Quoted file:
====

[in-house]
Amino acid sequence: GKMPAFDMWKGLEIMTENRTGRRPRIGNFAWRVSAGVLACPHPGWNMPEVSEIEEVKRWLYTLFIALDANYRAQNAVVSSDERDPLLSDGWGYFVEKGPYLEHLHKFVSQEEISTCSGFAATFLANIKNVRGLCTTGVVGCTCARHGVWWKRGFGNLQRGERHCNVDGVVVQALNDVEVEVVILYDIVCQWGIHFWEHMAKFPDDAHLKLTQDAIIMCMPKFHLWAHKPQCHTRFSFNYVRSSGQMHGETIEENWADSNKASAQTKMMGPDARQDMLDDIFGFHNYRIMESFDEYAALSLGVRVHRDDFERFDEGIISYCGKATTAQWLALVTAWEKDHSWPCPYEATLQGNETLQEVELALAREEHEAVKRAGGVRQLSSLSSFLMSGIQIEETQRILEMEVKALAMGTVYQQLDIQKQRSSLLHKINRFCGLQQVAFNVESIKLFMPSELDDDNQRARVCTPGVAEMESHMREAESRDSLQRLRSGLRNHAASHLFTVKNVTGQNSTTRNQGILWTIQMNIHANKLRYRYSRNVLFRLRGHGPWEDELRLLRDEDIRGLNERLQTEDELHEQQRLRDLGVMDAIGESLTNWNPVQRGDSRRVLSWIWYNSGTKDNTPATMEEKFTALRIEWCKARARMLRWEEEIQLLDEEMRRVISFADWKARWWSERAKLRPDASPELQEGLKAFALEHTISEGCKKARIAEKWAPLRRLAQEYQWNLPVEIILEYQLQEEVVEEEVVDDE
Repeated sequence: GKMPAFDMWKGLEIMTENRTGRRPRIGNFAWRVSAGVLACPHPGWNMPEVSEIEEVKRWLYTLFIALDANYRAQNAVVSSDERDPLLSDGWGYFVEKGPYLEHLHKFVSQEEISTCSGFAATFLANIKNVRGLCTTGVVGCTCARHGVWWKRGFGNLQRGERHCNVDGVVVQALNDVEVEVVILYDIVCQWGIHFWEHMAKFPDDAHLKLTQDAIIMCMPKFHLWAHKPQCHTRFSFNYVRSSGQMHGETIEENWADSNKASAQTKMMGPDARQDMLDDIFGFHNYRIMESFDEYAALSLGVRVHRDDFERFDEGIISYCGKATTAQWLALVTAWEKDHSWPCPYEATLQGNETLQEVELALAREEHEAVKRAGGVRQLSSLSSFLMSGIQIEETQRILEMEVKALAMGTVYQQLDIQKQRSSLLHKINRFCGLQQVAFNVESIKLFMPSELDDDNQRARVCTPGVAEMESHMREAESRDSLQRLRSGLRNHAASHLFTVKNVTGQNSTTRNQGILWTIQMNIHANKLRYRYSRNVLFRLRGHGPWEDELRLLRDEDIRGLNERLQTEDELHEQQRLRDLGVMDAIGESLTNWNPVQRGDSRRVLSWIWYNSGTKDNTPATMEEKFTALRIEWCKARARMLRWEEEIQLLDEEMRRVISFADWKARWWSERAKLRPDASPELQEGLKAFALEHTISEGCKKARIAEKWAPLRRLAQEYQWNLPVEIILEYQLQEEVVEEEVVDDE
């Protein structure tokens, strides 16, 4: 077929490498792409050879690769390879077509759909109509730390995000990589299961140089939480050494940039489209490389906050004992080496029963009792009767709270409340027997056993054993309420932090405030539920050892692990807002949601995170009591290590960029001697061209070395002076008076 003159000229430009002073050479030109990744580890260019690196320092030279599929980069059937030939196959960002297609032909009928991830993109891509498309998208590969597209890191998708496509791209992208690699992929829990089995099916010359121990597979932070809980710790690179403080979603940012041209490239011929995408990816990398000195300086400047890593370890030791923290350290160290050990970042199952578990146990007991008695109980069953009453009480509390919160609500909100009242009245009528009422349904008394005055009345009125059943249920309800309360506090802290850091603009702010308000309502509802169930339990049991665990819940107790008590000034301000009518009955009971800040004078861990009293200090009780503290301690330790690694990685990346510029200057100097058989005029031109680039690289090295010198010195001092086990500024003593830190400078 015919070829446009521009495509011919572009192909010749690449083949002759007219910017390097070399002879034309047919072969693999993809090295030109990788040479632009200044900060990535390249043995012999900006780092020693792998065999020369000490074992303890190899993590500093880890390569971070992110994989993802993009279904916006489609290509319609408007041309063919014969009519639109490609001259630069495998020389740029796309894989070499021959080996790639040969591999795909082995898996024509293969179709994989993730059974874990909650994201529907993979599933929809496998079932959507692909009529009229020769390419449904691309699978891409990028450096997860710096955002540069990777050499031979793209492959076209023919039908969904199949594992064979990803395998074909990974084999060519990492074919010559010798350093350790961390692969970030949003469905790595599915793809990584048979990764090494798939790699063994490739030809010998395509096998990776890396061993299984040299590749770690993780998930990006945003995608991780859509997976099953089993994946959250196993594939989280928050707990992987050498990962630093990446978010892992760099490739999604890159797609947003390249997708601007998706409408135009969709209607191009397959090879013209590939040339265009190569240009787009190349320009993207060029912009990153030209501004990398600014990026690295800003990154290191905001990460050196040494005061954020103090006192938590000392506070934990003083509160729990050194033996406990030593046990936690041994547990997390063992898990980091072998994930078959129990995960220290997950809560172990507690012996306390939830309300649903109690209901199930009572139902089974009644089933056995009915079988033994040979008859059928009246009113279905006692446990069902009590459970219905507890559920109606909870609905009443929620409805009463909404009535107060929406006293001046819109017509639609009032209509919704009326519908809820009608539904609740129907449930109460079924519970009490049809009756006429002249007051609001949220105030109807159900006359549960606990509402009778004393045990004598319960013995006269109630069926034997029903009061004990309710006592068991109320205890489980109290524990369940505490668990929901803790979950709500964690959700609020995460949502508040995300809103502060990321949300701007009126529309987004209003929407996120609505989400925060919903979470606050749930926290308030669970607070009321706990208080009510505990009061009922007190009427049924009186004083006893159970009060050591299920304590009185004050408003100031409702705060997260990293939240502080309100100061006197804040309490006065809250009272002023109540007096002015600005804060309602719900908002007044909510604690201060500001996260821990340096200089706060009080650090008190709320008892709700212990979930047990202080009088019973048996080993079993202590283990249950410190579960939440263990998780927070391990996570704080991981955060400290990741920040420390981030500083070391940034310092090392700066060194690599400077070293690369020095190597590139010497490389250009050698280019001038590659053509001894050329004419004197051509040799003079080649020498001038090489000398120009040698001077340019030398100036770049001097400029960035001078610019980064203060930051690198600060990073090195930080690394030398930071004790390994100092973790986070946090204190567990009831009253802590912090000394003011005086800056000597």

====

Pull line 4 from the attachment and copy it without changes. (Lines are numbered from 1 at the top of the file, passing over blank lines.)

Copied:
């Protein structure tokens, strides 16, 4: 077929490498792409050879690769390879077509759909109509730390995000990589299961140089939480050494940039489209490389906050004992080496029963009792009767709270409340027997056993054993309420932090405030539920050892692990807002949601995170009591290590960029001697061209070395002076008076 003159000229430009002073050479030109990744580890260019690196320092030279599929980069059937030939196959960002297609032909009928991830993109891509498309998208590969597209890191998708496509791209992208690699992929829990089995099916010359121990597979932070809980710790690179403080979603940012041209490239011929995408990816990398000195300086400047890593370890030791923290350290160290050990970042199952578990146990007991008695109980069953009453009480509390919160609500909100009242009245009528009422349904008394005055009345009125059943249920309800309360506090802290850091603009702010308000309502509802169930339990049991665990819940107790008590000034301000009518009955009971800040004078861990009293200090009780503290301690330790690694990685990346510029200057100097058989005029031109680039690289090295010198010195001092086990500024003593830190400078 015919070829446009521009495509011919572009192909010749690449083949002759007219910017390097070399002879034309047919072969693999993809090295030109990788040479632009200044900060990535390249043995012999900006780092020693792998065999020369000490074992303890190899993590500093880890390569971070992110994989993802993009279904916006489609290509319609408007041309063919014969009519639109490609001259630069495998020389740029796309894989070499021959080996790639040969591999795909082995898996024509293969179709994989993730059974874990909650994201529907993979599933929809496998079932959507692909009529009229020769390419449904691309699978891409990028450096997860710096955002540069990777050499031979793209492959076209023919039908969904199949594992064979990803395998074909990974084999060519990492074919010559010798350093350790961390692969970030949003469905790595599915793809990584048979990764090494798939790699063994490739030809010998395509096998990776890396061993299984040299590749770690993780998930990006945003995608991780859509997976099953089993994946959250196993594939989280928050707990992987050498990962630093990446978010892992760099490739999604890159797609947003390249997708601007998706409408135009969709209607191009397959090879013209590939040339265009190569240009787009190349320009993207060029912009990153030209501004990398600014990026690295800003990154290191905001990460050196040494005061954020103090006192938590000392506070934990003083509160729990050194033996406990030593046990936690041994547990997390063992898990980091072998994930078959129990995960220290997950809560172990507690012996306390939830309300649903109690209901199930009572139902089974009644089933056995009915079988033994040979008859059928009246009113279905006692446990069902009590459970219905507890559920109606909870609905009443929620409805009463909404009535107060929406006293001046819109017509639609009032209509919704009326519908809820009608539904609740129907449930109460079924519970009490049809009756006429002249007051609001949220105030109807159900006359549960606990509402009778004393045990004598319960013995006269109630069926034997029903009061004990309710006592068991109320205890489980109290524990369940505490668990929901803790979950709500964690959700609020995460949502508040995300809103502060990321949300701007009126529309987004209003929407996120609505989400925060919903979470606050749930926290308030669970607070009321706990208080009510505990009061009922007190009427049924009186004083006893159970009060050591299920304590009185004050408003100031409702705060997260990293939240502080309100100061006197804040309490006065809250009272002023109540007096002015600005804060309602719900908002007044909510604690201060500001996260821990340096200089706060009080650090008190709320008892709700212990979930047990202080009088019973048996080993079993202590283990249950410190579960939440263990998780927070391990996570704080991981955060400290990741920040420390981030500083070391940034310092090392700066060194690599400077070293690369020095190597590139010497490389250009050698280019001038590659053509001894050329004419004197051509040799003079080649020498001038090489000398120009040698001077340019030398100036770049001097400029960035001078610019980064203060930051690198600060990073090195930080690394030398930071004790390994100092973790986070946090204190567990009831009253802590912090000394003011005086800056000597």